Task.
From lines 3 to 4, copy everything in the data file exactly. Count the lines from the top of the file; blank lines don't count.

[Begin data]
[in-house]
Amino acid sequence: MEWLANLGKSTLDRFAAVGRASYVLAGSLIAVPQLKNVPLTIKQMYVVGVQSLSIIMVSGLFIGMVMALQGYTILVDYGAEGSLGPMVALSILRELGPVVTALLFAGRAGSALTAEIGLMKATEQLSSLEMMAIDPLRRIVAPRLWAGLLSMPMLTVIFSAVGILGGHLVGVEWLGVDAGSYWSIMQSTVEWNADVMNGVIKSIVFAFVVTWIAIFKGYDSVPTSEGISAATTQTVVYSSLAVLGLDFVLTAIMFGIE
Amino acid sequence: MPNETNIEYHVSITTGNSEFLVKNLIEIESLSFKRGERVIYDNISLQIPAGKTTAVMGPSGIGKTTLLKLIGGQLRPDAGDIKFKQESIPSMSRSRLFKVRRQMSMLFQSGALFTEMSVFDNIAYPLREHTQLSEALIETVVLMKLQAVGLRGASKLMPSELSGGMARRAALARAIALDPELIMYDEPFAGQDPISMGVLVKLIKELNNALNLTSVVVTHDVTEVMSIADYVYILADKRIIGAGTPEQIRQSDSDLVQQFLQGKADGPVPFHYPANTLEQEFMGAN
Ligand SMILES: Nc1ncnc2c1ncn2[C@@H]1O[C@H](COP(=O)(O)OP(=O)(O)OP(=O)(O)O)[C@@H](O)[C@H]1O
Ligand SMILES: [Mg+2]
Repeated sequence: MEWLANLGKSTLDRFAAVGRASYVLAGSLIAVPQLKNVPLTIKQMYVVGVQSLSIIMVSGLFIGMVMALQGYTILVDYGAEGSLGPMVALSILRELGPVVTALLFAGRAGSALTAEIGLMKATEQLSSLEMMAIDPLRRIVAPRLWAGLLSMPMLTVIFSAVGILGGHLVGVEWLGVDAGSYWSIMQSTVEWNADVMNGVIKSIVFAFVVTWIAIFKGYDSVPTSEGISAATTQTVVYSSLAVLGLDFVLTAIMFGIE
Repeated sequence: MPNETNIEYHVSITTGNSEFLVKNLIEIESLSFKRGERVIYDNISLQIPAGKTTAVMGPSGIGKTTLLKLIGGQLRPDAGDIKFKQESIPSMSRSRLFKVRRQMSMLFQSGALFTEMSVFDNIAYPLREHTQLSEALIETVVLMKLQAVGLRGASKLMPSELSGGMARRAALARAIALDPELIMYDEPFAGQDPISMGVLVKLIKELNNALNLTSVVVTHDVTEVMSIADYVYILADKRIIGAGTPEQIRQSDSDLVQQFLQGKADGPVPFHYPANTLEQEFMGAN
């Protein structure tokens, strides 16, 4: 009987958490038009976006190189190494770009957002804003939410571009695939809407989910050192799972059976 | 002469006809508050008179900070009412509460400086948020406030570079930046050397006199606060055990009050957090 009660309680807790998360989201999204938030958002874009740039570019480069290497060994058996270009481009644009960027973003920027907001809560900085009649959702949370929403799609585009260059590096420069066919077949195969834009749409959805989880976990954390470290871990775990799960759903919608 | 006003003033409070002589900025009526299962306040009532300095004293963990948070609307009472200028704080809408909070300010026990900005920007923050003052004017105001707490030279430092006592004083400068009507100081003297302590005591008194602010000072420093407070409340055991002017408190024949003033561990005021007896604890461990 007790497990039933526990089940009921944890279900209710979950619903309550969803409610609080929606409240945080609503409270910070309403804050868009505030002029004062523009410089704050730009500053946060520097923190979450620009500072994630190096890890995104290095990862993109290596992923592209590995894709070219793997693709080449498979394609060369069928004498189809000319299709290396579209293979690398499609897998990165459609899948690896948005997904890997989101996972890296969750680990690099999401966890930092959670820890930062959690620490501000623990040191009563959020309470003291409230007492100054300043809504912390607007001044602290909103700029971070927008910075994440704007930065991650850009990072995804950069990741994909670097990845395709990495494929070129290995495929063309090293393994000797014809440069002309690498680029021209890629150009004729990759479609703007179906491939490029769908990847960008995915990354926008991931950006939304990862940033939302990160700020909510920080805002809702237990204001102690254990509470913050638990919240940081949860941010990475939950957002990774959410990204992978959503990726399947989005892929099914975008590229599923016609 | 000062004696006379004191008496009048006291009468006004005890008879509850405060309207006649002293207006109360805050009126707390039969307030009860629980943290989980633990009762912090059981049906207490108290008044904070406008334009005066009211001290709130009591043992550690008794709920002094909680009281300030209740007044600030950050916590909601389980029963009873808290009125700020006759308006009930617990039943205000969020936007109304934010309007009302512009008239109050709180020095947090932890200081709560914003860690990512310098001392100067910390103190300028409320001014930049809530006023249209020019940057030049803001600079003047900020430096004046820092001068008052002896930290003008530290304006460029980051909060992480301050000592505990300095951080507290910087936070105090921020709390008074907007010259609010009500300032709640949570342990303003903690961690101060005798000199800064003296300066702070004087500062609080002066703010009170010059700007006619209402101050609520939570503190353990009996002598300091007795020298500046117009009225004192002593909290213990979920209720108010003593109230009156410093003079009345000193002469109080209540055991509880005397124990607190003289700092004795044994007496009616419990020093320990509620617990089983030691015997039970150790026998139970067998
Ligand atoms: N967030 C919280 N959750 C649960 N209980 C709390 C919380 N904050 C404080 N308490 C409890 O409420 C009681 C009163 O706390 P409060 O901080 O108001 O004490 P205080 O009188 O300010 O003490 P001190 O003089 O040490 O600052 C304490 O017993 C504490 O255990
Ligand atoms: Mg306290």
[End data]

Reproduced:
Amino acid sequence: MPNETNIEYHVSITTGNSEFLVKNLIEIESLSFKRGERVIYDNISLQIPAGKTTAVMGPSGIGKTTLLKLIGGQLRPDAGDIKFKQESIPSMSRSRLFKVRRQMSMLFQSGALFTEMSVFDNIAYPLREHTQLSEALIETVVLMKLQAVGLRGASKLMPSELSGGMARRAALARAIALDPELIMYDEPFAGQDPISMGVLVKLIKELNNALNLTSVVVTHDVTEVMSIADYVYILADKRIIGAGTPEQIRQSDSDLVQQFLQGKADGPVPFHYPANTLEQEFMGAN
Ligand SMILES: Nc1ncnc2c1ncn2[C@@H]1O[C@H](COP(=O)(O)OP(=O)(O)OP(=O)(O)O)[C@@H](O)[C@H]1O